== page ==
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Well, you are Mr. Heavy Metal.
[Laughs] “Yeah, right. I forgot. So I took those thoughts into consideration, but I also thought that I wasn’t going to look back to what I’d done and try to re-create where I’d been before. I wanted to satisfy people’s wishes, but at the same time I knew I had to go somewhere new and do something I’d never done before. I think I brought all of those schools of thought together on the record. I kept my fans in mind, I thought about possible new fans, and I certainly made sure to please myself, too.”
What was the process of recording the album? Did you do it in your home studio?
“I did all my demos in my home studio, but I went to other studios to do the real tracking. The majority of the recording was done in LA. It was a real American vibe: I was surrounded by American people, which felt fresh for me, and I spoke English the whole time. That was very unusual, by the way – I pretty much speak Japanese all the time now.”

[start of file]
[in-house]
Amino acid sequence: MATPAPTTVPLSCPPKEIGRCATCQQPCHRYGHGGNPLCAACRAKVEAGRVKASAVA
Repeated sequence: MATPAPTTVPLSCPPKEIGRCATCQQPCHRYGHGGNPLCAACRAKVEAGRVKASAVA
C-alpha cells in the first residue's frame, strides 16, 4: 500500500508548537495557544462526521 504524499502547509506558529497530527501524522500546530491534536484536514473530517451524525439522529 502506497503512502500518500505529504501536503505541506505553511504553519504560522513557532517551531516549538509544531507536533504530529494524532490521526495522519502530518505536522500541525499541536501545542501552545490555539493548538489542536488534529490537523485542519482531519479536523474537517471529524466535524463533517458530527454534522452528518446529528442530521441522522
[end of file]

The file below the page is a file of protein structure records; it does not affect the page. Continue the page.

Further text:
You’ve got some pretty cool guests on the record. Did everybody record with you live in the studio, or did some people send you their parts?
“We did it every possible way. Some people were with me in the same room; other people were working in other studios. We did this great thing where you can actually link studios together, kind of like Skype but with real-time, high-quality audio. You can virtually be in any studio in the world from anywhere, so that’s pretty cool. It’s no different from what people do when they’re in bands together. I even mixed the record that way: It was mixed in Sweden, but I was in LA. It’s a little like living a double life.”